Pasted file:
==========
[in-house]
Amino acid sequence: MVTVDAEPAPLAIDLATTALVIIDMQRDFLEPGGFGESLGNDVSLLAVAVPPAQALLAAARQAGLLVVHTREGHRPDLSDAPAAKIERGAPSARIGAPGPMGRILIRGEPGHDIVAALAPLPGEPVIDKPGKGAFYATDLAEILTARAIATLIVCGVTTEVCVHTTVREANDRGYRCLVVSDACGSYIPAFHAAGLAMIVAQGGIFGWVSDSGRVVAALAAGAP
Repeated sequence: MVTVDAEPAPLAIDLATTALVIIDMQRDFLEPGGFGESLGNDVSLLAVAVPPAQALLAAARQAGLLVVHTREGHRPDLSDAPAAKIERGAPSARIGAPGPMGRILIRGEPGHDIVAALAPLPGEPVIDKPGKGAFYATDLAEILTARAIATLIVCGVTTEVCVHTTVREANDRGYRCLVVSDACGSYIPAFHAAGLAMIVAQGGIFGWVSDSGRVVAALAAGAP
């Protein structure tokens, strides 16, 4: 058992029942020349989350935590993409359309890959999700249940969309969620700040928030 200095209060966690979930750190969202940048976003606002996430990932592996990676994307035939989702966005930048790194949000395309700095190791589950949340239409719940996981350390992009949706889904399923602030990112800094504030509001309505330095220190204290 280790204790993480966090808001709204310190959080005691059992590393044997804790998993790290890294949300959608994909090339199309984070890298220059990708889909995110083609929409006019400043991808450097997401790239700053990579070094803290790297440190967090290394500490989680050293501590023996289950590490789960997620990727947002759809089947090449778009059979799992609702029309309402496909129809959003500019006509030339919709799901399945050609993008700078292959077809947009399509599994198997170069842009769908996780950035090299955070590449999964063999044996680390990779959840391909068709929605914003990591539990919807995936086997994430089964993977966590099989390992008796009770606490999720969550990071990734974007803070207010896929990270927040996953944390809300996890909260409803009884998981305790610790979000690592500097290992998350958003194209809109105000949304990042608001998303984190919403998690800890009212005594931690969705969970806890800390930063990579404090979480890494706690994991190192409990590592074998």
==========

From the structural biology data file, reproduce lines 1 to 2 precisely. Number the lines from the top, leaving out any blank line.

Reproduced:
[in-house]
Amino acid sequence: MVTVDAEPAPLAIDLATTALVIIDMQRDFLEPGGFGESLGNDVSLLAVAVPPAQALLAAARQAGLLVVHTREGHRPDLSDAPAAKIERGAPSARIGAPGPMGRILIRGEPGHDIVAALAPLPGEPVIDKPGKGAFYATDLAEILTARAIATLIVCGVTTEVCVHTTVREANDRGYRCLVVSDACGSYIPAFHAAGLAMIVAQGGIFGWVSDSGRVVAALAAGAP